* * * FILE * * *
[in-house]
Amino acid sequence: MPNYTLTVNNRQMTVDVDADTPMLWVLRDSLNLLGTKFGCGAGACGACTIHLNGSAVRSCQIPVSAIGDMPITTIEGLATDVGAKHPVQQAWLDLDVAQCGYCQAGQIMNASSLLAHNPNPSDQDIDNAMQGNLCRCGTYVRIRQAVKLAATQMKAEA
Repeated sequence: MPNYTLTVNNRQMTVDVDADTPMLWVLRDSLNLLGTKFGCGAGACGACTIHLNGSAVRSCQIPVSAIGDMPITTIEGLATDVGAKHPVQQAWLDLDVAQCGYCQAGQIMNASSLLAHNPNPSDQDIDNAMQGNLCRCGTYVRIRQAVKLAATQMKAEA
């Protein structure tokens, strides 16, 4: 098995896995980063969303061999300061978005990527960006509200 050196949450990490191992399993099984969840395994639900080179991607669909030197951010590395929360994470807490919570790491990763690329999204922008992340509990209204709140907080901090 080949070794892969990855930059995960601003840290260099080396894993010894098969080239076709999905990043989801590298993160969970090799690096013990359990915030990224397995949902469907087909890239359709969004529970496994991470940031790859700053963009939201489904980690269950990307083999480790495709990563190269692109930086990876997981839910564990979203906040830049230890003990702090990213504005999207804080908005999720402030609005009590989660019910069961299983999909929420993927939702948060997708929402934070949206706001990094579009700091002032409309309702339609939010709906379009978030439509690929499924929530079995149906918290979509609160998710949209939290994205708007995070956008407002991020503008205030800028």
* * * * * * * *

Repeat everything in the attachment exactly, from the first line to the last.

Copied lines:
[in-house]
Amino acid sequence: MPNYTLTVNNRQMTVDVDADTPMLWVLRDSLNLLGTKFGCGAGACGACTIHLNGSAVRSCQIPVSAIGDMPITTIEGLATDVGAKHPVQQAWLDLDVAQCGYCQAGQIMNASSLLAHNPNPSDQDIDNAMQGNLCRCGTYVRIRQAVKLAATQMKAEA
Repeated sequence: MPNYTLTVNNRQMTVDVDADTPMLWVLRDSLNLLGTKFGCGAGACGACTIHLNGSAVRSCQIPVSAIGDMPITTIEGLATDVGAKHPVQQAWLDLDVAQCGYCQAGQIMNASSLLAHNPNPSDQDIDNAMQGNLCRCGTYVRIRQAVKLAATQMKAEA
């Protein structure tokens, strides 16, 4: 098995896995980063969303061999300061978005990527960006509200 050196949450990490191992399993099984969840395994639900080179991607669909030197951010590395929360994470807490919570790491990763690329999204922008992340509990209204709140907080901090 080949070794892969990855930059995960601003840290260099080396894993010894098969080239076709999905990043989801590298993160969970090799690096013990359990915030990224397995949902469907087909890239359709969004529970496994991470940031790859700053963009939201489904980690269950990307083999480790495709990563190269692109930086990876997981839910564990979203906040830049230890003990702090990213504005999207804080908005999720402030609005009590989660019910069961299983999909929420993927939702948060997708929402934070949206706001990094579009700091002032409309309702339609939010709906379009978030439509690929499924929530079995149906918290979509609160998710949209939290994205708007995070956008407002991020503008205030800028």